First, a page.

Lives of the fellows

Jacob Mackinnon

b.1 July 1946 d.5 April 2005
BSc Lond(1966) MB BS(1970) MRCP(1973) FRCP(1997) FRCPCH(1997)

Jacob Mackinnon was a paediatrician in private practice in London. He was born in Poole, Dorset, the son of two artists, Hugh George Stuart Mackinnon and Betty née Butler. He was educated in East London, at Wanstead County High School, and would later boast of being an honorary Jew, as most of his school friends were Jewish. He went on to study medicine at St Bartholomew’s Medical School. He was bright and mature for his years, winning three prizes and a scholarship in biochemistry. His then newly-diagnosed Gaucher’s disease seemed to amuse him and he would exhibit his pingueculae, or the distinctive yellowish spots in his eyes, with pride.

He held a series of prestigious London training posts in paediatrics before taking up consultant posts at Sydenham Children’s Hospital and Farnborough Hospital, Bromley, in 1980. He showed an early interest in psychological matters and befriended David Morris [Munk’s Roll, Vol.IX, p.379], a paediatrician at ease with a psychological approach who helped him start in private practice. Ten years later he was persuaded to move into full-time private practice at 17 Wimpole Street where, together with Barry Lewis [Munk’s Roll, Vol.XII, web], he forged a formidable clinical service for children while simultaneously working at the Portland Hospital for Women and Children.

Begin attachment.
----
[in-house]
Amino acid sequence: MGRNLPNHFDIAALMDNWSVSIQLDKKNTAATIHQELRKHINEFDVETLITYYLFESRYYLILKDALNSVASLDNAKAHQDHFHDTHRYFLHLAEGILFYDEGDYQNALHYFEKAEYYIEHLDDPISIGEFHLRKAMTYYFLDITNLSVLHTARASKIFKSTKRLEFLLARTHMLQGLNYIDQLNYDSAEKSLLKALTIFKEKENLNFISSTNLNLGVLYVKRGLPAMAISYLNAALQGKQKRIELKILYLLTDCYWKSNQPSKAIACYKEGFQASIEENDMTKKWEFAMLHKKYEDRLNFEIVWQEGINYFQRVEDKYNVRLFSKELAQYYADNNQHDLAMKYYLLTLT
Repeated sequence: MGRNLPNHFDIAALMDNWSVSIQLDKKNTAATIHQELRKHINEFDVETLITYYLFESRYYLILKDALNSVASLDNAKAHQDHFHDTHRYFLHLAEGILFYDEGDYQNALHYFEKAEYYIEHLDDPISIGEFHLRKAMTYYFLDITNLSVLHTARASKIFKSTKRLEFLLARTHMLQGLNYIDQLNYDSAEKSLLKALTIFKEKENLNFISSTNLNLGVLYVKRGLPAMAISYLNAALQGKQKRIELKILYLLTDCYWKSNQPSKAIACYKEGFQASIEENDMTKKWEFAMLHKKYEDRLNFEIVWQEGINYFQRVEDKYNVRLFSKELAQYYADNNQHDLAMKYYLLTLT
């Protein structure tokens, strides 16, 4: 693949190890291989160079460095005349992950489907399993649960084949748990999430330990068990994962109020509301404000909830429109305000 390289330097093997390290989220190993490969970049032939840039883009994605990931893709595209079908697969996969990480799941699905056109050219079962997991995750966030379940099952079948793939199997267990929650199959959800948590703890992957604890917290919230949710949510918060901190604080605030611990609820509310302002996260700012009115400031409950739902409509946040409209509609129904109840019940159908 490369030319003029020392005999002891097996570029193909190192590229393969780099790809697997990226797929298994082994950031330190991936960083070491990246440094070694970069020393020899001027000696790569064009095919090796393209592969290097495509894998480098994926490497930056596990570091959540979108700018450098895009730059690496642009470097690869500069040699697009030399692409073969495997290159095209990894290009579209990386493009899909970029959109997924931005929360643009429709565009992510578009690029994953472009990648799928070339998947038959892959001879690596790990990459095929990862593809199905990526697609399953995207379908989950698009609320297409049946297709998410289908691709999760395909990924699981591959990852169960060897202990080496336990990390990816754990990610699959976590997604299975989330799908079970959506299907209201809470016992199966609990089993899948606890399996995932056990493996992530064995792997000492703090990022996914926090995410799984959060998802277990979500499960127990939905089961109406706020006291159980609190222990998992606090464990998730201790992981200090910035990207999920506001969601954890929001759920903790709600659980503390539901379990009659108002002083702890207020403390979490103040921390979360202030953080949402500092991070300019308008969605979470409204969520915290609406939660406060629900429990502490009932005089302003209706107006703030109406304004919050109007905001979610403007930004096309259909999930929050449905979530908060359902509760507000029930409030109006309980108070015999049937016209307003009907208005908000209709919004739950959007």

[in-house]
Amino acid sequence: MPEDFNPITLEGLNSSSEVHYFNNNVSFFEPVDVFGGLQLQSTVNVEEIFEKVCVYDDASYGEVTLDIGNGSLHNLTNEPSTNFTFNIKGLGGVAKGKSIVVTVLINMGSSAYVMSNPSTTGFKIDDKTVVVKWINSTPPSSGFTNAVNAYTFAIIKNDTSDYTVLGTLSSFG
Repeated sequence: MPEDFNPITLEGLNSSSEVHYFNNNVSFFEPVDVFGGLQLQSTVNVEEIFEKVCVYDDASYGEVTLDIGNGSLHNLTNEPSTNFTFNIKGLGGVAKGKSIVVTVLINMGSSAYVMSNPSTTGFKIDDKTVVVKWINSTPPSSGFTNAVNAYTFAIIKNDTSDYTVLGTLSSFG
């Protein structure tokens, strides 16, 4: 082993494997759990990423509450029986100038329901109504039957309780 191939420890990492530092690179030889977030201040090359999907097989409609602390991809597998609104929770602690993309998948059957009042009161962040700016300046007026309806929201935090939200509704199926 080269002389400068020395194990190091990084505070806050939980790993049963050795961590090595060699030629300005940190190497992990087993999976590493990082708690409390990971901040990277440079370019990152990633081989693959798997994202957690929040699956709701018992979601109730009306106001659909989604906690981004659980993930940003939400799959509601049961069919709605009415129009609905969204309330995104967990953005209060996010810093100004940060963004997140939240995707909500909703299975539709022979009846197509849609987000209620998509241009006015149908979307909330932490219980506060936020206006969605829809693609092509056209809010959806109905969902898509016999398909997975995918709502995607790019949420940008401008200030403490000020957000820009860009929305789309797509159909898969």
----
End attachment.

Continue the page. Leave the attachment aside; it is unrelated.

His intellect, humour and energy made him a memorable chairman of the medical advisory committee at the Portland Hospital, curiously so since he disliked medical politics. He established a wide network of clinical colleagues through both clinical practice and golf. He will also be remembered for his charm and enthusiasm which found many outlets: medicine, wine, food, golf, travel, literature, poker and an intense, competitive amiability with friends from all branches of medicine. There is an annual commemorative golf competition in his name, organised by his colleagues at the Portland Hospital.

He loved France and worked in Paris as a trainee. Speaking fluent, Provencal-accented, French, he was able to both manage clinical cases and rebuild a house in Peyriac jointly with French colleagues and friends.

A consummate and charismatic clinician, very good indeed as a primary care paediatrician who could also spot rarities, he was much loved by his patients’ parents and would break convention to dine, drink and holiday with them. This never went wrong.

He loved good wine and could consume vast quantities, roaring with laughter, and a wicked conspiratorial sense of naughtiness or adventure was never far away. Indeed at 17 Wimpole Street, a bottle of wine was usually open, friends were always welcome and his father’s pictures filled the walls. It became a convivial centre for central London private paediatrics and a haven for child psychotherapy and psychiatry. Jake, with Barry, forged a model of solo paediatric private practice there which blended biomedical and psychological principles that may prove impossible to emulate.

He died from a dissecting aortic aneurysm. He was married to Elizabeth. They had a son and two daughters.

Peter Hill

(Volume XII, page web)

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